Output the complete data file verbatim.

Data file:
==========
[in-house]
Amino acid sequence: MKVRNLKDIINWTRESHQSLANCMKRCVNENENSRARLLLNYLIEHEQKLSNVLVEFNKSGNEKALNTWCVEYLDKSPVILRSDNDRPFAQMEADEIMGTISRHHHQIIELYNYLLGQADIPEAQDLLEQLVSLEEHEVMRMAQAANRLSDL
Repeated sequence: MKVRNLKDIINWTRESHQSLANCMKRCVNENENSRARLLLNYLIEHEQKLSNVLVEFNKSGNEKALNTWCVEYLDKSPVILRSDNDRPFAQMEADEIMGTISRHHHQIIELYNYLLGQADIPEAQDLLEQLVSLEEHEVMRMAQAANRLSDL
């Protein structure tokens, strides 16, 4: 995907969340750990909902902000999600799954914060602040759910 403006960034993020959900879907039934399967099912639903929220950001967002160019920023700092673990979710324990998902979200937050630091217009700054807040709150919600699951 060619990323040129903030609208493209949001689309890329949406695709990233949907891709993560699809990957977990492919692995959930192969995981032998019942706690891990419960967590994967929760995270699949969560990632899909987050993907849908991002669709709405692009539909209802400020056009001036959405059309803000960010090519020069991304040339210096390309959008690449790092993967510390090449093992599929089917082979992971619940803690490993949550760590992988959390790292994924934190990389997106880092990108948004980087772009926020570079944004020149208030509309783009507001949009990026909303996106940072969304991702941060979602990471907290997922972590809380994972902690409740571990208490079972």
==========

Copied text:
[in-house]
Amino acid sequence: MKVRNLKDIINWTRESHQSLANCMKRCVNENENSRARLLLNYLIEHEQKLSNVLVEFNKSGNEKALNTWCVEYLDKSPVILRSDNDRPFAQMEADEIMGTISRHHHQIIELYNYLLGQADIPEAQDLLEQLVSLEEHEVMRMAQAANRLSDL
Repeated sequence: MKVRNLKDIINWTRESHQSLANCMKRCVNENENSRARLLLNYLIEHEQKLSNVLVEFNKSGNEKALNTWCVEYLDKSPVILRSDNDRPFAQMEADEIMGTISRHHHQIIELYNYLLGQADIPEAQDLLEQLVSLEEHEVMRMAQAANRLSDL
């Protein structure tokens, strides 16, 4: 995907969340750990909902902000999600799954914060602040759910 403006960034993020959900879907039934399967099912639903929220950001967002160019920023700092673990979710324990998902979200937050630091217009700054807040709150919600699951 060619990323040129903030609208493209949001689309890329949406695709990233949907891709993560699809990957977990492919692995959930192969995981032998019942706690891990419960967590994967929760995270699949969560990632899909987050993907849908991002669709709405692009539909209802400020056009001036959405059309803000960010090519020069991304040339210096390309959008690449790092993967510390090449093992599929089917082979992971619940803690490993949550760590992988959390790292994924934190990389997106880092990108948004980087772009926020570079944004020149208030509309783009507001949009990026909303996106940072969304991702941060979602990471907290997922972590809380994972902690409740571990208490079972």